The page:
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Nano-Voids in Strained Silicon for Plasmonics

Final Report Summary - NOVOSIP (Nano-Voids in Strained Silicon for Plasmonics)

The EU-funded project No 911932 'Nano-voids in strained silicon for plasmonics' (NoVoSiP, Return Phase) is devoted to strain-enhanced self-organization of nano-voids and nano-dots in Si/SiGe/Si and Si/SiSn/Si layered structures.
Voided structures in strained Si offer an opportunity to exploit their unique properties in photovoltaic (PV) applications. Through irradiation with light ions, strained Si — accomplished by putting of the silicon-germanium (SiGe) or silicon-tin (SiSn) and Si layers over a substrate of silicon — results in nanodot and nanovoid formation. Their unusual electronic and optical properties have not been yet experimentally studied in solar cell configurations.
The project NoVoSiP is aimed to investigate the structural and optical properties of crystalline silicon for possible improvement of light harvesting in silicon-based photovoltaic devices. The NoVoSiP project offered a unique PV device configuration to study void-containing Si/SiGe-strained structures. The nanodots and nanovoids are placed in a highly doped emitter layer close to the p-n-junction to extend near-field effects to the depletion region. These effects would then give rise to carrier multiplication and increase light scattering due to far-field effects, both being promising for enhancing sunlight absorption.
We used different methods to produce and investigate the structural, optical and electronic properties of the periodically formed strained layers. The plan was to use the findings to prepare plasmonic structures for Si-based PV devices, solid-state gas sensors and optoelectronic devices. In particular, molecular beam epitaxy, magnetron sputtering and chemical vapour depositions are used for production of strained Si/SiGe/Si or Si/SiSn/Si structures. Ion implantation and hydrogen plasma treatment are used for injection of dopant atoms as well as point defects in the strained layers. The nano-voids and nanodots are subsequently investigated by transmission-electron microscopy (TEM), dopant depth profiling by Rutherford backscattering/channeling (RBS/Ch), secondary-ion mass spectroscopy (SIMS), and the optical properties by Raman scattering, reflectance/transmittance, and photocurrent measurements.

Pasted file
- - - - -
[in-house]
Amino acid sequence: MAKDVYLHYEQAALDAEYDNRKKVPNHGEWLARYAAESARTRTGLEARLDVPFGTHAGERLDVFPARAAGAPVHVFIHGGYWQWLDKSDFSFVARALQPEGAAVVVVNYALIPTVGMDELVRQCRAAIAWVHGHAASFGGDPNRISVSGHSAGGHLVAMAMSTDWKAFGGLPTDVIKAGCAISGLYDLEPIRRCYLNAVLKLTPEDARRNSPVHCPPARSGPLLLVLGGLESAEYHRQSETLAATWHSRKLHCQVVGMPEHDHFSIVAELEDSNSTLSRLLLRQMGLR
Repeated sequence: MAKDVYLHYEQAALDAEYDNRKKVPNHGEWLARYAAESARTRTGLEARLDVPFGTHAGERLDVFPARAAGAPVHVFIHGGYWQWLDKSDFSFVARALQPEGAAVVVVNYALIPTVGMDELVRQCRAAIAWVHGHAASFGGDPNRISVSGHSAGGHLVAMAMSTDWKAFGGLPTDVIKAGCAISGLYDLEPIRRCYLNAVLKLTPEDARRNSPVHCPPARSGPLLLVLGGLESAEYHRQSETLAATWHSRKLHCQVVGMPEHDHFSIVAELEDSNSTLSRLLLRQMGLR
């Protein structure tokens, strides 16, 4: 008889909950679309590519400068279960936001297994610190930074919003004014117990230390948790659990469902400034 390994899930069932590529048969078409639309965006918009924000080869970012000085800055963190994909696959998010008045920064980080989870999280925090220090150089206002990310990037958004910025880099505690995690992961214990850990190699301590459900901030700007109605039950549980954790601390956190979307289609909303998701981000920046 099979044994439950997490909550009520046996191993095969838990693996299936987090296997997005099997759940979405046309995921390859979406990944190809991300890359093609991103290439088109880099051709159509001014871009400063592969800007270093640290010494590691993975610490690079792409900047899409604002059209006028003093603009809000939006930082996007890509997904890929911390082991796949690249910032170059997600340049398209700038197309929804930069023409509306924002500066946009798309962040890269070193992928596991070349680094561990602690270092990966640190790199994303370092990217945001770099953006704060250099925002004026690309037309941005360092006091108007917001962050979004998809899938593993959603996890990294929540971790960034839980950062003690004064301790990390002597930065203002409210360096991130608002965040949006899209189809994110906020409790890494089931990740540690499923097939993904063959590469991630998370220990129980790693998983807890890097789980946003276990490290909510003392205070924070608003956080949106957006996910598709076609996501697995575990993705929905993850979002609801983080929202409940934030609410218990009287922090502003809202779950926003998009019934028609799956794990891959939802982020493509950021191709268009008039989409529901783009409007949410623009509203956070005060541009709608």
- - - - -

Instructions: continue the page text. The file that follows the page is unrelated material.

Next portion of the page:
The following main results have been achieved during the NoVoSiP project:
 Through high-temperature ion irradiation of the Si/SiSn/Si structure, we obtained - to - phase transformation in the tin (Sn) precipitates and self-assembling of spherically shaped nanovoids and strained Sn precipitates. These structures hold great promise for optoelectronic applications such as light-emitting or PV devices.
 Segregation of carbon atoms and formation of carbon nano-flakes has been observed and studied in strained multilayered Si/SiGe/Si structures after MBE growth, carbon ion implantation, and thermal treatment. The flake crystalline structure allows the crystals to absorb all light, potentially allowing a very high energy conversion rate.
 Carbon related suppression of tin precipitation in supersaturated SiSn layers is found after carbon implantation and thermal treatment. The prospects for carbon assisted growth of unique heteroepitaxial SiSn/Si and GeSn/Si structures are argued.
 A new concept for self-assembling of metallic nano-shells and nano-particles in the strained Si/SiGe heterostructures is proposed and developed. The concept utilizes strain-induced formation of nano-voids followed by segregation and gettering of gold atoms. Optical measurements of the layers with void-related Au nano-shells show increase of reflectivity and absorption in the infrared spectral range of 800 – 1800 nm. The metallic nano-shells are tested to be effective in solar cell structures for demonstration of plasmonic effects.
 The concept of plasmonic based SnO2 sensors is developed. Gas sensing effect is demonstrated in the SnO2/Ag nano-composite layers with Kirkendall voids.
High efficiencies in addition to low costs are the main design challenges in fabricating solar cells. With experimental investigation of plasmonic structures in strained silicon multi-layers, NoVoSiP paved the way to enhancing light harvesting in solar cells.
Main results of the investigations are presented at the Project website: